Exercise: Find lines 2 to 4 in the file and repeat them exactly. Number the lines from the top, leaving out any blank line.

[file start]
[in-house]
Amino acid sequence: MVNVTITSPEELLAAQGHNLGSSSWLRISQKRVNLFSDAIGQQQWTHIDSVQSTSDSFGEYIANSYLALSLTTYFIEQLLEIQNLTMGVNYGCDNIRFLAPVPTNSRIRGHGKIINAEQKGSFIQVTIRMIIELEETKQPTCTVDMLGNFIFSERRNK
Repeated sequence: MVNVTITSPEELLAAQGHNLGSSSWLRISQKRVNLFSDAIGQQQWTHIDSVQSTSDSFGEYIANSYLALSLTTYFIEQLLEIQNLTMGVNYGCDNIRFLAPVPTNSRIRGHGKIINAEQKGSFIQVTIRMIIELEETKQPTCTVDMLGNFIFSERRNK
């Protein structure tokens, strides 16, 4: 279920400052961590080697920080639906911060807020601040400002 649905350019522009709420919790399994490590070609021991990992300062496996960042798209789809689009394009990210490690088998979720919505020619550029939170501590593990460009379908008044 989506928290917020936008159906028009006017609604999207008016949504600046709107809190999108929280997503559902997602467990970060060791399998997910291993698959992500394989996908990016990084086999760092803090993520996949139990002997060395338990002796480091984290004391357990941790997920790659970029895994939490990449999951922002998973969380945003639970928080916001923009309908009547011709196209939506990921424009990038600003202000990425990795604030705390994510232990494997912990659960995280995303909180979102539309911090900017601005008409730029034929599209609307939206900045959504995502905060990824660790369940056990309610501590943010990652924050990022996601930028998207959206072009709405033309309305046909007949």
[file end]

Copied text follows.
Amino acid sequence: MVNVTITSPEELLAAQGHNLGSSSWLRISQKRVNLFSDAIGQQQWTHIDSVQSTSDSFGEYIANSYLALSLTTYFIEQLLEIQNLTMGVNYGCDNIRFLAPVPTNSRIRGHGKIINAEQKGSFIQVTIRMIIELEETKQPTCTVDMLGNFIFSERRNK
Repeated sequence: MVNVTITSPEELLAAQGHNLGSSSWLRISQKRVNLFSDAIGQQQWTHIDSVQSTSDSFGEYIANSYLALSLTTYFIEQLLEIQNLTMGVNYGCDNIRFLAPVPTNSRIRGHGKIINAEQKGSFIQVTIRMIIELEETKQPTCTVDMLGNFIFSERRNK
């Protein structure tokens, strides 16, 4: 279920400052961590080697920080639906911060807020601040400002 649905350019522009709420919790399994490590070609021991990992300062496996960042798209789809689009394009990210490690088998979720919505020619550029939170501590593990460009379908008044 989506928290917020936008159906028009006017609604999207008016949504600046709107809190999108929280997503559902997602467990970060060791399998997910291993698959992500394989996908990016990084086999760092803090993520996949139990002997060395338990002796480091984290004391357990941790997920790659970029895994939490990449999951922002998973969380945003639970928080916001923009309908009547011709196209939506990921424009990038600003202000990425990795604030705390994510232990494997912990659960995280995303909180979102539309911090900017601005008409730029034929599209609307939206900045959504995502905060990824660790369940056990309610501590943010990652924050990022996601930028998207959206072009709405033309309305046909007949």